Burst fire for Tommy guns is at the top end of problems already discussed. It adds significant complexity and makes Tommy guns that much more awesome. Even without burst fire, they're pretty awesome in the game. They're fucking Tommy guns, after all, and deal the best damage of the guns available.

Finally, if someone buys the game, it's no longer my game. It's THEIR game. There are people who will house rule/hack these things into the game, and that's fine. I just don't want to assume all players want that added level of complexity. CAPERS is "gamist," not "simulationist." Everyone plays with the same restrictions.

How Much Success is Too Much?

Some playtesters have commented that CAPERS seems to see more successes in the mechanics than failures. This is done on purpose. I want the game to be one where the characters succeed. Don't get me wrong. There are plenty of ways to fail and it happens a fair bit in the game. But I'm not interested in CAPERS being heavy on failure. There are games that do that, but this isn't one of them.

Additionally, there's a whole sub-set of "success" that is actually "success with complications." I like complications. They raise the stakes, make players think, and cause shifts in the immediate action as well as the entire story. They're engaging and I feel this makes the game better.

Counting Cards

When I first started designing the playing card mechanic for CAPERS, I realized very quickly that "counting cards" would affect individual players' game play. The more cards you flip (before shuffling all the cards back together), the better sense you have of what cards are still in your deck. You may not be able to keep track of every card, but you can certainly know if the cards remaining in your stack tend toward high cards or tend toward low cards. You can keep track of whether you've flipped any of the jokers or aces.

I was initially fearful that players who aren't as good at this sort of thing might feel like they're at a disadvantage compared to those who play Poker regularly and have an easier time keeping track. My solution to this was to encourage the GM to call for all players to reshuffle their discarded cards (those already flipped) back into their decks. "Reset" the randomness, as it were.

My fears proved to be unfounded. In the early stages, many players remarked that the card counting aspect of the game was a feature, not a bug. It was engaging and exciting. If you're rolling a d20 each round, the chance you get a 20 is always the same. However, if you know you have a lot of face cards and aces in your deck, you might have your character take more chances, relying on the "inevitability" of those high cards saving your butt and making your character really rock.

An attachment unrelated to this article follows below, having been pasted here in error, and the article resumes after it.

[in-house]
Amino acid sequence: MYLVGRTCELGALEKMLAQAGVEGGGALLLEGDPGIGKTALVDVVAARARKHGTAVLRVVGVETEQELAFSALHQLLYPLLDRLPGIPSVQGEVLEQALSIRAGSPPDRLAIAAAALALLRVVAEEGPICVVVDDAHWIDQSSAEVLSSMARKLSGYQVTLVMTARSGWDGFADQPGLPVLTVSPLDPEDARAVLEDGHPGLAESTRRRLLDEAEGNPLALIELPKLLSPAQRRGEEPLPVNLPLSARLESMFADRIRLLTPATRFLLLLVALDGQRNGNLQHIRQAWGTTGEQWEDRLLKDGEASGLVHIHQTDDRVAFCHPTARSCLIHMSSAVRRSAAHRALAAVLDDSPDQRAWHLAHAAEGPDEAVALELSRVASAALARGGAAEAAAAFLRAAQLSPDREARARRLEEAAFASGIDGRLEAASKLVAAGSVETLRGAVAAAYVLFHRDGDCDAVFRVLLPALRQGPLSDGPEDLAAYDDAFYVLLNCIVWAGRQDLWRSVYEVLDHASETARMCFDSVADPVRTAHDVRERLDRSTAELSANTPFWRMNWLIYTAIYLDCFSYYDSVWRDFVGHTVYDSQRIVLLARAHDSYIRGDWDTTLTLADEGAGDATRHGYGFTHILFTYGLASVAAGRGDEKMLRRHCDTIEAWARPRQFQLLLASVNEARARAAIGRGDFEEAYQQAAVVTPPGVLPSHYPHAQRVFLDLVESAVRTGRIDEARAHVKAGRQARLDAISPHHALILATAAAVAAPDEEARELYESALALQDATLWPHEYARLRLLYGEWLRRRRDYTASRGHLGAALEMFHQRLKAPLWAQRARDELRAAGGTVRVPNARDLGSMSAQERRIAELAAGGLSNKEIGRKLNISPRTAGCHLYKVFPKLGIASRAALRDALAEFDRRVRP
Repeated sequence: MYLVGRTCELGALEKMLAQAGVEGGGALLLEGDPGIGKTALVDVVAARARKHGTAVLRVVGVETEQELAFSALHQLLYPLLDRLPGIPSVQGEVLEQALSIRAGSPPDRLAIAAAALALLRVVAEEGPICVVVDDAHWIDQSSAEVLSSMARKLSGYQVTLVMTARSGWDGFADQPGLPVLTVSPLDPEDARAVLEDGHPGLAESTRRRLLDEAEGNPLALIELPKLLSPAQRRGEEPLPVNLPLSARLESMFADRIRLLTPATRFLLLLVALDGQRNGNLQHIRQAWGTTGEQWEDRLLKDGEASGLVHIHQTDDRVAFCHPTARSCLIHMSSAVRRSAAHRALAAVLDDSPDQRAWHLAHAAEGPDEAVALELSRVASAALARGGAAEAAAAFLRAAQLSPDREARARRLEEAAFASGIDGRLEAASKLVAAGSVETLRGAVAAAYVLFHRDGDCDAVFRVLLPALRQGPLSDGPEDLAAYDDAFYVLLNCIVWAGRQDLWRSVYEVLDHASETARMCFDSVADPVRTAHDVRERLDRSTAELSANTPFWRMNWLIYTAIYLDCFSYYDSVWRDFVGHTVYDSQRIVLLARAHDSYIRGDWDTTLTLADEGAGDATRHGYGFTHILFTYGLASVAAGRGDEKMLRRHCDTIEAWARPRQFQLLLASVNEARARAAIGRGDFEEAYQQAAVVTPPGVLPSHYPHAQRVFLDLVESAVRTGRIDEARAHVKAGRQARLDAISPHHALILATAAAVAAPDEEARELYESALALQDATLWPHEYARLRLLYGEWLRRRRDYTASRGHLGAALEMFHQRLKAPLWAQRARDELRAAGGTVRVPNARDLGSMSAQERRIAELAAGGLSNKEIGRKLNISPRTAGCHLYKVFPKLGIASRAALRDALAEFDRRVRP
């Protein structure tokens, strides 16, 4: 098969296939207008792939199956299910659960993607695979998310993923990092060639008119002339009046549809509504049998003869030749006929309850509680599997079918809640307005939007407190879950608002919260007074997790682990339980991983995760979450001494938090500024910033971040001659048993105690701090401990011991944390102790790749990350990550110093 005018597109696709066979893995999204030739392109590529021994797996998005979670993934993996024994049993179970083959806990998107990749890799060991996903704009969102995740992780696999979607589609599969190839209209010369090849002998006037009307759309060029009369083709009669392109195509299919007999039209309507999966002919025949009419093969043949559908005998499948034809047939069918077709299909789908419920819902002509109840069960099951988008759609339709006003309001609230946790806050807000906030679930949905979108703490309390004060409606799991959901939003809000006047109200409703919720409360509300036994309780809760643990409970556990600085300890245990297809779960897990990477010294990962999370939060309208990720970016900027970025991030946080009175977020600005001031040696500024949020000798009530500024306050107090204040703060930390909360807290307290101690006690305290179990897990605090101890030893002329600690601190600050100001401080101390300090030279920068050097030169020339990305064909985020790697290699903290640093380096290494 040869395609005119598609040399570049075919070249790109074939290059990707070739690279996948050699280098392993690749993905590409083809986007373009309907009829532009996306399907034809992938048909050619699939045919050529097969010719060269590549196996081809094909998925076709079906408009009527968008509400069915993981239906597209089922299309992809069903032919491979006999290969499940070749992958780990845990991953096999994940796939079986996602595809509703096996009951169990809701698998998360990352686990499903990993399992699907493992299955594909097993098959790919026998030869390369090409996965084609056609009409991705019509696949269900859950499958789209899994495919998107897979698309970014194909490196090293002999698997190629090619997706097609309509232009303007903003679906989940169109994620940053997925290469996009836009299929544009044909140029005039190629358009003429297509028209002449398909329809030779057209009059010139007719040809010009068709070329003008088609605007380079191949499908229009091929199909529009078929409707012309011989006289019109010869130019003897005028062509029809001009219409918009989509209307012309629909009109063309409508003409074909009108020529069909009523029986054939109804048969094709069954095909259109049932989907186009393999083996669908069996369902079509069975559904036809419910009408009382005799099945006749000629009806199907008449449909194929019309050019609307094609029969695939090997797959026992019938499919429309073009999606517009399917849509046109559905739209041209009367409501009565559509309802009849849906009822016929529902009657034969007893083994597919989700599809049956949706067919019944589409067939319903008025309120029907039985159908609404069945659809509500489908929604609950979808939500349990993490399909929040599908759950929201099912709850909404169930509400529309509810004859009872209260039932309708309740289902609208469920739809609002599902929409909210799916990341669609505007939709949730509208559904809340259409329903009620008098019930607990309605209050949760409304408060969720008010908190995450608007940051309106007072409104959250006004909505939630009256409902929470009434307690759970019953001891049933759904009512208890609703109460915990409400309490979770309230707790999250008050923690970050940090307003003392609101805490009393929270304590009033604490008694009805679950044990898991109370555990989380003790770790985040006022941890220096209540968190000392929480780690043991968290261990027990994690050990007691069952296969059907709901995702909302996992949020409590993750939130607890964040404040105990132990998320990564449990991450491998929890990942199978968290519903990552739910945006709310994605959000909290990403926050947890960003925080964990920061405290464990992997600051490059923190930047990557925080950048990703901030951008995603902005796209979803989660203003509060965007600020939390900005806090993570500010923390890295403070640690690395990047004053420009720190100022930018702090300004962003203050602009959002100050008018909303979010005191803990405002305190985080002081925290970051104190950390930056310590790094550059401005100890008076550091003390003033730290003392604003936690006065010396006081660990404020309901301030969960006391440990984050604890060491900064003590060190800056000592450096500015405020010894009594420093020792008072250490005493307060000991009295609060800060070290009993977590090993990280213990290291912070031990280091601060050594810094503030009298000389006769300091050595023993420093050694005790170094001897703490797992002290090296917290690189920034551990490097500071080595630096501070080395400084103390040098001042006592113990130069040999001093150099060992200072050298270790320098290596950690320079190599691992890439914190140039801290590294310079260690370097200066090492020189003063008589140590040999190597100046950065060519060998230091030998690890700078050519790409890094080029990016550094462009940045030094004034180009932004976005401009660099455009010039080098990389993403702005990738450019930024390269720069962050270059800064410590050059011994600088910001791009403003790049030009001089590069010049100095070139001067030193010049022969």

Engagement With the Card Flipping

Here's something I totally did NOT expect when I designed the playing card mechanic.

I've had multiple playtesters remark how ENGAGING the mechanic is. In some games, you roll a d20 and check for success. If you succeed, you roll damage, announce it, and move on. Maybe there's a resistance roll or saving throw or hit location in there. Each time, you roll and report.

BUT, with the CAPERS system, every card flip matters. You're constantly considering whether or not you'll gamble and flip another card to try for a better success. And...more importantly, the OTHER players are engaged in YOUR card flipping.

It's a group thing. Everyone loves a crit. But when you're gambling partial success on the CHANCE of a huge success, it draws the eyes of the other players. I've run may sessions where everyone at the table was shouting their thoughts and directions at the player who was flipping cards. They ALL rejoiced in an ace of spades flip.

It's pretty cool. And something I totally didn't expect to see when I laid out the groundwork of the game system.

In Conclusion...

I hope this helps explain some things for playtesters and gets others excited about trying out the game.

If you're interested in playtesting CAPERS, drop me a line at nerdburgergames@gmail.com and let me know. I'm looking for people brand new to the game to help me find holes in the manuscript. I'm too close to the design and can fill in the gaps in my head. I need people to tell me that I need an example here or clarification there.

Game on,

Craig